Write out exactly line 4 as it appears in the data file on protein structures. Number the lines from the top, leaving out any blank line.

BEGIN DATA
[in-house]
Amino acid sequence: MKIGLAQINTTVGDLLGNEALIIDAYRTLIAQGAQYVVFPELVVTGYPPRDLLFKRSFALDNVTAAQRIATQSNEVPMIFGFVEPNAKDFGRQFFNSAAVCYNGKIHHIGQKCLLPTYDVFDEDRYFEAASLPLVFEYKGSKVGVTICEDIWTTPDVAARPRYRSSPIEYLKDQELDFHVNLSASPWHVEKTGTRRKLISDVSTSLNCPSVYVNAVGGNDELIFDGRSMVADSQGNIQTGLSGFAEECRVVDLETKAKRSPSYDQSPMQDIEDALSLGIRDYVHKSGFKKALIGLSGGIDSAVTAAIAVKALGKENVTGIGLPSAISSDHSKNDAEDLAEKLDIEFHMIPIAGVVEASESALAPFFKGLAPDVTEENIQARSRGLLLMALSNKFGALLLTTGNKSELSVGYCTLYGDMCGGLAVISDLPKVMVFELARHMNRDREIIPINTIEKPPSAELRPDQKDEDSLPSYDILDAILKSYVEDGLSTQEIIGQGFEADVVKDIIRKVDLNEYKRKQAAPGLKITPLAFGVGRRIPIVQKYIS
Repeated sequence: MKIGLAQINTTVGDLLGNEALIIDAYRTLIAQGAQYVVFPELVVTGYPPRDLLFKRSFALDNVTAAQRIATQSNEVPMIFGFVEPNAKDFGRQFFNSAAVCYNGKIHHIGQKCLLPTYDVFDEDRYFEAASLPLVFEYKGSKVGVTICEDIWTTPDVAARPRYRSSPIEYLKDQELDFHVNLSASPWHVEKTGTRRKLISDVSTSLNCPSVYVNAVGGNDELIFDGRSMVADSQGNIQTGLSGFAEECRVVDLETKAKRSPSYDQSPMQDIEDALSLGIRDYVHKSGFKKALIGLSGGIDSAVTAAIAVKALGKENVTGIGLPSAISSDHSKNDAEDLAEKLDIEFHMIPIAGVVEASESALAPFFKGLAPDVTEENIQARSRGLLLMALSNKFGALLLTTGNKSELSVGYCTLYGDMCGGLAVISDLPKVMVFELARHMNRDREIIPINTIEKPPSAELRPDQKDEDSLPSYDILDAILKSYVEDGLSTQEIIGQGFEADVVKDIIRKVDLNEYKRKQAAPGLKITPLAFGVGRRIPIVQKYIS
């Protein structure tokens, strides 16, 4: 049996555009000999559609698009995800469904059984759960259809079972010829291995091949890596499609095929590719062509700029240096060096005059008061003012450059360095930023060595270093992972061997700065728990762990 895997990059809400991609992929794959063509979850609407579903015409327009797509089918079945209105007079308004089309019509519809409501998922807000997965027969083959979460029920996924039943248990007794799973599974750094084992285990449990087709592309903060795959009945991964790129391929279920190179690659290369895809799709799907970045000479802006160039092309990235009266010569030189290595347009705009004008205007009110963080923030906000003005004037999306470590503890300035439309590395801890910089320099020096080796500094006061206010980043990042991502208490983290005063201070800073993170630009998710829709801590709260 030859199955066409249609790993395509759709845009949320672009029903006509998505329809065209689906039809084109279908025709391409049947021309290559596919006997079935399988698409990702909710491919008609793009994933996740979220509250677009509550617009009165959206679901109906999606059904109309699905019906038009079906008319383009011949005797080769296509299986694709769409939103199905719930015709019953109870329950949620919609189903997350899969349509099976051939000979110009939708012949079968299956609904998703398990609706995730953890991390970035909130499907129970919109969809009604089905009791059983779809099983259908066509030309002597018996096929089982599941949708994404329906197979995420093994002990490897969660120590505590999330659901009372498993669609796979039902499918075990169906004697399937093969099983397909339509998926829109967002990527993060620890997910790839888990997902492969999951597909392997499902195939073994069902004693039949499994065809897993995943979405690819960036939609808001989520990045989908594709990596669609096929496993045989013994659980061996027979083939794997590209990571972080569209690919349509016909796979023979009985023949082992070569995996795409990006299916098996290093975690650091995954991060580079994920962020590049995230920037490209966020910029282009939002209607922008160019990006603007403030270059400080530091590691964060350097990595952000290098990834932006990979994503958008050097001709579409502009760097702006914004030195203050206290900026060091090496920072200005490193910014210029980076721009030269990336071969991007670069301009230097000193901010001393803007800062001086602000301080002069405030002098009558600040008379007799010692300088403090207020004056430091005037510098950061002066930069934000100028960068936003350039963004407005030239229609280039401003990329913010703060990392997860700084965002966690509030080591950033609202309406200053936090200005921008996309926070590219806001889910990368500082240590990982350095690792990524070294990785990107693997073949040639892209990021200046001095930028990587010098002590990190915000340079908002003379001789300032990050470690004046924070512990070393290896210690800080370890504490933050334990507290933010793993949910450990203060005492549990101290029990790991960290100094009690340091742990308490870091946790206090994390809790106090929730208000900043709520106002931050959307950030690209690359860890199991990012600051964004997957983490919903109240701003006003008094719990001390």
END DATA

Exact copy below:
């Protein structure tokens, strides 16, 4: 049996555009000999559609698009995800469904059984759960259809079972010829291995091949890596499609095929590719062509700029240096060096005059008061003012450059360095930023060595270093992972061997700065728990762990 895997990059809400991609992929794959063509979850609407579903015409327009797509089918079945209105007079308004089309019509519809409501998922807000997965027969083959979460029920996924039943248990007794799973599974750094084992285990449990087709592309903060795959009945991964790129391929279920190179690659290369895809799709799907970045000479802006160039092309990235009266010569030189290595347009705009004008205007009110963080923030906000003005004037999306470590503890300035439309590395801890910089320099020096080796500094006061206010980043990042991502208490983290005063201070800073993170630009998710829709801590709260 030859199955066409249609790993395509759709845009949320672009029903006509998505329809065209689906039809084109279908025709391409049947021309290559596919006997079935399988698409990702909710491919008609793009994933996740979220509250677009509550617009009165959206679901109906999606059904109309699905019906038009079906008319383009011949005797080769296509299986694709769409939103199905719930015709019953109870329950949620919609189903997350899969349509099976051939000979110009939708012949079968299956609904998703398990609706995730953890991390970035909130499907129970919109969809009604089905009791059983779809099983259908066509030309002597018996096929089982599941949708994404329906197979995420093994002990490897969660120590505590999330659901009372498993669609796979039902499918075990169906004697399937093969099983397909339509998926829109967002990527993060620890997910790839888990997902492969999951597909392997499902195939073994069902004693039949499994065809897993995943979405690819960036939609808001989520990045989908594709990596669609096929496993045989013994659980061996027979083939794997590209990571972080569209690919349509016909796979023979009985023949082992070569995996795409990006299916098996290093975690650091995954991060580079994920962020590049995230920037490209966020910029282009939002209607922008160019990006603007403030270059400080530091590691964060350097990595952000290098990834932006990979994503958008050097001709579409502009760097702006914004030195203050206290900026060091090496920072200005490193910014210029980076721009030269990336071969991007670069301009230097000193901010001393803007800062001086602000301080002069405030002098009558600040008379007799010692300088403090207020004056430091005037510098950061002066930069934000100028960068936003350039963004407005030239229609280039401003990329913010703060990392997860700084965002966690509030080591950033609202309406200053936090200005921008996309926070590219806001889910990368500082240590990982350095690792990524070294990785990107693997073949040639892209990021200046001095930028990587010098002590990190915000340079908002003379001789300032990050470690004046924070512990070393290896210690800080370890504490933050334990507290933010793993949910450990203060005492549990101290029990790991960290100094009690340091742990308490870091946790206090994390809790106090929730208000900043709520106002931050959307950030690209690359860890199991990012600051964004997957983490919903109240701003006003008094719990001390």